Wawrinka's win snapped Djokovic's streak of 14 consecutive Slam semifinal appearances -- the second-longest streak in history behind Federer's mark of 23 -- and snapped his own 14-match losing streak to the Serb. He also ended Djokovic's 28-match win streak and 13-match win streak over top-ten opposition. Of course we all know how Wawrinka's tournament would unfold. He beat Tomas Berdych easily in the semifinals to make his first Slam final, where defeated Nadal in four sets to win his maiden title. Stan Wawrinka: Failing better since 2014.
Full highlights from the match here:
3. Kei Nishikori d. Stan Wawrinka 3-6, 7-5, 7-6 (7), 6-7 (5), 6-4, U.S. Open quarterfinals
Nishikori has a whole host of matches that could have easily made the top five list -- his three-hour clay court grind-out vs. David Ferrer in Madrid was enthralling -- but we're tapping his five-set win over Wawrinka in New York as the best of the bunch. Nishikori came into the U.S. Open having skipped most of the hard-court summer after having minor surgery on his foot. He didn't even know if he would be able to play the tournament. But he found himself in the quarterfinals just two days after a tough five-set win over Milos Raonic, which ended at 2:26 am. Conventional wisdom said Nishikori was toast for a physical battle against Wawrinka.
It was match that was impossible to call at any given time, with the quality from both men ebbing and flowing throughout. After getting blown off the court in the first set, Nishikori steeled himself to take the next two. He nearly squandered a 5-3 lead in the third set after he went for a 'tweener at 15-30, missed it badly and allowed Wawrinka to break back. He would rebound by winning the tight tiebreaker 9-7 and it was Wawrinka's turn for some clutch heroics in the fourth set. Having built a 4-0 lead in the tiebreaker, Wawrinka suddenly found himself at 5-all, two points from defeat. But he would take the next two points to force a final set.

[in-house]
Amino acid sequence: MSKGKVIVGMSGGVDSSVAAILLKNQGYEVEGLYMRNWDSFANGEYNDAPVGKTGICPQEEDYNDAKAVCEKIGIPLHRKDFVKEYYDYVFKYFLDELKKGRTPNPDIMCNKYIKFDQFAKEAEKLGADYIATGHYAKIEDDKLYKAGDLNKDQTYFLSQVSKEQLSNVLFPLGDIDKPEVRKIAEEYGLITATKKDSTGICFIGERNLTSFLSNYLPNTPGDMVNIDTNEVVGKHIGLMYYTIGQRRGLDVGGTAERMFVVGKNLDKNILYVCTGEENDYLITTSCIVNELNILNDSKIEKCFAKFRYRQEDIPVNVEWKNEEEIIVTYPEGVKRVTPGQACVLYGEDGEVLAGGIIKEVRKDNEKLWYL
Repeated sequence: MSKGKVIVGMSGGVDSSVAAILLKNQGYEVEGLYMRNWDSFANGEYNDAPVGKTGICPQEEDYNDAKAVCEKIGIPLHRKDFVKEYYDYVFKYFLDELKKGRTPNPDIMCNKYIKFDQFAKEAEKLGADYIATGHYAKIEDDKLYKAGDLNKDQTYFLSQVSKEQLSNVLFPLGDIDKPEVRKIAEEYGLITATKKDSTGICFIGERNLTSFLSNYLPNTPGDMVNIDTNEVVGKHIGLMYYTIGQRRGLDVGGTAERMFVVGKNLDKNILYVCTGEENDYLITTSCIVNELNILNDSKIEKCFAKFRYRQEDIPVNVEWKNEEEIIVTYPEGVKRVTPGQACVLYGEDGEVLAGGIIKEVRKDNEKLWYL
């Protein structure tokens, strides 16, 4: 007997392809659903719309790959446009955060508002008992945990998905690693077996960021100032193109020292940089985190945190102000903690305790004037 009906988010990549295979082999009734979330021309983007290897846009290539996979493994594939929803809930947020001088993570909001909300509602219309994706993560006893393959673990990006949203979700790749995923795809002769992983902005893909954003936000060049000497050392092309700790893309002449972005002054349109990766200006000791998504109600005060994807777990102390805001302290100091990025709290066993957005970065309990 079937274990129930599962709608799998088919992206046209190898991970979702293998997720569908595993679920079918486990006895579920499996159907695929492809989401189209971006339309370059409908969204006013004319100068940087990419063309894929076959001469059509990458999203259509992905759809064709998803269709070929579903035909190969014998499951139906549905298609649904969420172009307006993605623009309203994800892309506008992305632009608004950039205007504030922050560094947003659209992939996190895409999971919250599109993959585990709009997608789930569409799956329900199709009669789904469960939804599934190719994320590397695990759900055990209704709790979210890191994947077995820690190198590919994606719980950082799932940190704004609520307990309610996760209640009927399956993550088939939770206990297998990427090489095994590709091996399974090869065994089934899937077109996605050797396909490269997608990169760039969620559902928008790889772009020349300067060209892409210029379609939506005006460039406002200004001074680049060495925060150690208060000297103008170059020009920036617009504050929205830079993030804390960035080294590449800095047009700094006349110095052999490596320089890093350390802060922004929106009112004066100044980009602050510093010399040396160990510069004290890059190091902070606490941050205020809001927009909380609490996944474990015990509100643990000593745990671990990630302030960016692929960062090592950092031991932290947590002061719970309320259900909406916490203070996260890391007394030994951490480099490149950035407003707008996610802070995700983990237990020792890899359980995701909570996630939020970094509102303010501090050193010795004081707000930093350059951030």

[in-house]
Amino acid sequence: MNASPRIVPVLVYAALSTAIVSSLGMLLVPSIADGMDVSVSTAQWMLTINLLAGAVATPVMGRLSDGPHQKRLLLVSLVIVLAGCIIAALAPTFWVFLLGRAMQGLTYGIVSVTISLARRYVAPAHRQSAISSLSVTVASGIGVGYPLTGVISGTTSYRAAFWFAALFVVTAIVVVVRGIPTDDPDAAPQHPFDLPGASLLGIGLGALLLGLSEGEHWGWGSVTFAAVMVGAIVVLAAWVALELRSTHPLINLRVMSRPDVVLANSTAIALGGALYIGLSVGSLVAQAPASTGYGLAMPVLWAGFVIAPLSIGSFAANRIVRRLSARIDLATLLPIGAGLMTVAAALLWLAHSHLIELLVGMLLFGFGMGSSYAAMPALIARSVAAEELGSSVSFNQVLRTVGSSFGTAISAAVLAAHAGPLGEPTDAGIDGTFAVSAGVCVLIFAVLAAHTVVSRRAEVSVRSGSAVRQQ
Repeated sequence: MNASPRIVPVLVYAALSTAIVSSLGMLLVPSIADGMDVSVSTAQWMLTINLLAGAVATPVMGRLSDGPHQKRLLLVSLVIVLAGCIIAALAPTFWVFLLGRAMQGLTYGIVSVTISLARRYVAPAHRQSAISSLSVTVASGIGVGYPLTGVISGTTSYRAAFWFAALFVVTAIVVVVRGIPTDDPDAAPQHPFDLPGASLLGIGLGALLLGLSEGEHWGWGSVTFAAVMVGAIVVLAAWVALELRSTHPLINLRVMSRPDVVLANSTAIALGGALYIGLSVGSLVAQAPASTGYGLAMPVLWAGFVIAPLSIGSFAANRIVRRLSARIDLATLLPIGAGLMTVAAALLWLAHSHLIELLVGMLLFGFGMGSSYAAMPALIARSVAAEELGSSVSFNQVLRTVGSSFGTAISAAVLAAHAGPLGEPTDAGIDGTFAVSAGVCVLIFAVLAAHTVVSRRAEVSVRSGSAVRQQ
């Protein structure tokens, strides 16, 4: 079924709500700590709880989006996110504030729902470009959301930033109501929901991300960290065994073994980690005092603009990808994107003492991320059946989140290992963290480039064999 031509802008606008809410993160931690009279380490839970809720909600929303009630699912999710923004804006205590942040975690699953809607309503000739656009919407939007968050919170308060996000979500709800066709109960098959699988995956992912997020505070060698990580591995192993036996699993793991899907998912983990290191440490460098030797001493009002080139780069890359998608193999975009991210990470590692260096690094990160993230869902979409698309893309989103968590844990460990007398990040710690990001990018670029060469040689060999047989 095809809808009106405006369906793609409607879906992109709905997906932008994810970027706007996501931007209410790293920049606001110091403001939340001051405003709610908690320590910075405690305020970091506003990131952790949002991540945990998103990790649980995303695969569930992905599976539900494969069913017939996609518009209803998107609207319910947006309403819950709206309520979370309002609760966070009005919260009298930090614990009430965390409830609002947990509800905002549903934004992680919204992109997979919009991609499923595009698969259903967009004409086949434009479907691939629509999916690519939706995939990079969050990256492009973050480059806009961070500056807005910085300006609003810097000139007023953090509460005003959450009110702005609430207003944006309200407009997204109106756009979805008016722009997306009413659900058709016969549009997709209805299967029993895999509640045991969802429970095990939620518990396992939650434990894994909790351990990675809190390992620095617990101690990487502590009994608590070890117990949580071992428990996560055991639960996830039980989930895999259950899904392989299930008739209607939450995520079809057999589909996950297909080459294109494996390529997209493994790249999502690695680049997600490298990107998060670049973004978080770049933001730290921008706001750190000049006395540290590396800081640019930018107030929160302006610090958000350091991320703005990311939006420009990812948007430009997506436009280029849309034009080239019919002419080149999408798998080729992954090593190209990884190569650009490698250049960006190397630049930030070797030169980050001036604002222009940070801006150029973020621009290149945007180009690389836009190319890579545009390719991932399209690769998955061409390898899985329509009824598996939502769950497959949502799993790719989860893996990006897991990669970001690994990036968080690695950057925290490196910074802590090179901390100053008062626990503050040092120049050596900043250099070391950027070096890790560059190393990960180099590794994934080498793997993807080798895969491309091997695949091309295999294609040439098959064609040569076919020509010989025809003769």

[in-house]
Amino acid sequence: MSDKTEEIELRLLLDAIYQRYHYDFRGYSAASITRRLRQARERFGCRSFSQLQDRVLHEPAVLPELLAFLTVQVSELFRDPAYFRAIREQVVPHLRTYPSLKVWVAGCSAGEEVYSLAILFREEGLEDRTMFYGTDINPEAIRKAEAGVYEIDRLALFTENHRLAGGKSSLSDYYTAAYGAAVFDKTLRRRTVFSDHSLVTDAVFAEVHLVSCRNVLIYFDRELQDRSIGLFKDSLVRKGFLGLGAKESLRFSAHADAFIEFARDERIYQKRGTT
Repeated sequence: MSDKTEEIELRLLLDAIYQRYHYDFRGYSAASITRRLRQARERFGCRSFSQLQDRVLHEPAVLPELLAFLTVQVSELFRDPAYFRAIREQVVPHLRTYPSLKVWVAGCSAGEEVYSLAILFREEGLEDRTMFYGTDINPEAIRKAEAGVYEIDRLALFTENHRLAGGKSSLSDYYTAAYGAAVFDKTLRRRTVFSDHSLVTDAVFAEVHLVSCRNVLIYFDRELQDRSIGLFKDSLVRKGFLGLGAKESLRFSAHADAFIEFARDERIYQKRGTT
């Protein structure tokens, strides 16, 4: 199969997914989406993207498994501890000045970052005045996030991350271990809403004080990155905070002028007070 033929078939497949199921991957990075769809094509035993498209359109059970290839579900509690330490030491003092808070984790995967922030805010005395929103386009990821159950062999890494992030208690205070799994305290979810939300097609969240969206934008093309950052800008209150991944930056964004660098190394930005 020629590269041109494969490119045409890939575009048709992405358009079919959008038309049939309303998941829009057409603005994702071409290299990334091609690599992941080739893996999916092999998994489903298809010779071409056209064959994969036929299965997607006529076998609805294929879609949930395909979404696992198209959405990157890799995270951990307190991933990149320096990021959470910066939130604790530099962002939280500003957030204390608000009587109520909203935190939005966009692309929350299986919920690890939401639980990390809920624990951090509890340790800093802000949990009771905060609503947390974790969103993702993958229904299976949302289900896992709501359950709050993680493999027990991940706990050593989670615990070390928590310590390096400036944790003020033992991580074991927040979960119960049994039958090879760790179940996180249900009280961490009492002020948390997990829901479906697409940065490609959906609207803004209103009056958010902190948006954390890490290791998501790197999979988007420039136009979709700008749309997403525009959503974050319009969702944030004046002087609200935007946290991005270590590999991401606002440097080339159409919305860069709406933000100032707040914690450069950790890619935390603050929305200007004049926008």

In a one-set shootout with everything on the line it was Nishikori who embraced the moment. He stepped into the court, took big cuts at the ball, and made Wawrinka look the more tentative of the two. Finally, after four hours and 15 minutes, Nishikori could only smile as Wawrinka put a forehand into the net on match point. With that, Nishikori became the first Japanese man in the Open Era to make a Slam semifinal. Two days later he would do one better, beating Djokovic in four sets to become the first Asian-born man to make a Slam final.
4. Roger Federer d. Gael Monfils 4-6, 3-6, 6-4, 7-5, 6-2, U.S. Open quarterfinals
Federer saved two match points and came back from two-sets to love down to beat the Flying Frenchman in a match that saw all the shot-making wizardry from both men while bringing the heavy dramatics. The match ended with a whimper in the one-sided final set, but the third and fourth set alone land this match on the list.
The first two sets were all Monfils. In windy conditions on Arthur Ashe Stadium, Monfils was somehow the more composed and smarter player. Federer just couldn't find his best tennis early. Of course, it didn't help that La Monf was getting away with shots like this:
But as the wind began to die down in the third set, Federer began to find his range. He attacked the net relentlessly, and though Monfils pounded a few gasp-inducing passing shots by him, Federer remained committed. He took the third set by hitting just one unforced error and in less than two hours we were into a fourth set. And what a set it was.
Monfils went from shouting at himself, pounding his chest and battling the pro-Federer crowd to bopping his head to the music on changeovers while pouring himself a Coke. His form was slipping but he was doing everything possible to stay focused and engaged in the match and it was exciting to see. From Federer's side, the frustrations continued to simmer as his game went off the boil again. Then, with Federer serving at 4-5, Monfils earned two match points at 15-40. Federer stepped up and saved the first with a great serve out wide and then the second with a forehand. Serving at 5-all, Monfils threw in back-to-back double-faults to get broken. He would win just two more games in the match.